Airspace Q1 2019 – Future talent for future growth
Innovative training solutions are essential to allow air traffic controllers to meet the evolving needs of the ATM industry – and to secure the future skills pipeline.
The growth in air traffic is well documented. Within 20 years, passenger numbers are expected to double. As aircraft movements grow and airports remain stunted by environmental, political and financial constrictions, air traffic management will have to find new ways of dealing with the huge surge in demand.
New technologies – many founded on some degree of automation – will doubtless take some of the strain. But air traffic controllers (ATCOs) will remain at the heart of the industry, and the need to evolve and develop new skills has never been greater.
Fortunately, this need is already being met by innovative CANSO Members. Here, Airspace showcases some of the training and development success stories and solutions on offer.
It is important to support air traffic controllers in what is a highly pressurised working environment. NATS has been using a ‘confidence and resilience’ programme for a number of years. It provides both trainees and valid controllers with a set of tools and strategies to regain confidence should that be necessary. It also helps them to optimise performance under pressure and to fulfil training and operational potential.
The programme has helped many trainees and valid controllers to overcome human resource issues that have caused problems in achieving validation or maintaining a satisfactory level of performance when valid.
NATS integrates the training of technical and non-technical skills together. When a trainee joins NATS, they receive a series of training modules and one-to-one coaching support to develop confidence and resilience to help them along the end-to-end training journey.
Trainees learn techniques to help them to keep up with the fast pace of learning, to respond to feedback effectively and to maintain focus under sustained pressure. Practical techniques are taught which are taken from sports psychology and these enable trainees to develop purposeful practice, set learning goals effectively and maximise their social support structure.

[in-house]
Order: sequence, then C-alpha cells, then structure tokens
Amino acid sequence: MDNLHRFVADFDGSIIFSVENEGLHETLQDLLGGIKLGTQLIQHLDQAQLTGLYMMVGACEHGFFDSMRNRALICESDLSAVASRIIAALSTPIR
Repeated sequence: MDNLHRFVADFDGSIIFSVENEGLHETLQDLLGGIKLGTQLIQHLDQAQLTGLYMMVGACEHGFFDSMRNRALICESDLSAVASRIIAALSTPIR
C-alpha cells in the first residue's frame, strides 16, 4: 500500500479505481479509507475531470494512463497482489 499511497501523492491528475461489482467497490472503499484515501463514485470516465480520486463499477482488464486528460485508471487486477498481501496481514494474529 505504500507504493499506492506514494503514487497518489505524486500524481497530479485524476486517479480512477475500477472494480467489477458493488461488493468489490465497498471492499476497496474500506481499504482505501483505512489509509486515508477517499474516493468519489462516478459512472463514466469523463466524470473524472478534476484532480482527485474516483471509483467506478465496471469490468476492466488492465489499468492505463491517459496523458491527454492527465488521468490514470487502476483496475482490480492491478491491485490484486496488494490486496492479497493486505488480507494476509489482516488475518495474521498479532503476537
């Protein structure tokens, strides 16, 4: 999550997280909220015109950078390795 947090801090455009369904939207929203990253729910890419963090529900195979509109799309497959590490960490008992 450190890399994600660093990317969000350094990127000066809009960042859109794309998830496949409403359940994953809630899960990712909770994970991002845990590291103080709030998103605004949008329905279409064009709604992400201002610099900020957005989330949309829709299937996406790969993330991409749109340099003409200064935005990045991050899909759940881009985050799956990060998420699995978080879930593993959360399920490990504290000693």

Through the use of the confidence and resilience programme, NATS has increased validation rates and reduced validation times. NATS has also kept controllers operational who were at risk of losing their licence. While this provides business benefits, it also helps individuals to become and remain effective air traffic controllers.
GammaSim is a simulation platform developed in-house by ENAIRE. Air traffic controllers have worked closely with simulator developers to create a system tailored to their training needs. An internal development team has also ensured the technological autonomy needed to continuously upgrade and enhance the system.
GammaSim started as a small project for a low-cost 3D tower simulator for abnormal and emergency situations (ABES). After few months of development, GammaSim became a state-of-the-art simulator, used in demanding situations such as at the Barcelona, Madrid and Malaga control towers for training more than 350 controllers. It also delivered substantial cost-savings with respect to alternative off-the-shelf simulation solutions. As such, GammaSim is ENAIRE’s sustainable solution to upcoming ATCO training challenges.
A GammaSim video is available on YouTube.
GammaSim stands for:
General-purpose: used as an ABES simulator, a conversion-training simulator, for the design of new functions, airspace procedures, incident study and more.
Adaptable: flexible and easy-to-use to optimise training design and delivery
Multi-role: high fidelity 3D-tower simulation, or en-route and approach simulation
Multi-position: from standalone to full-scale multi-position and cross-unit simulation. All units are interconnected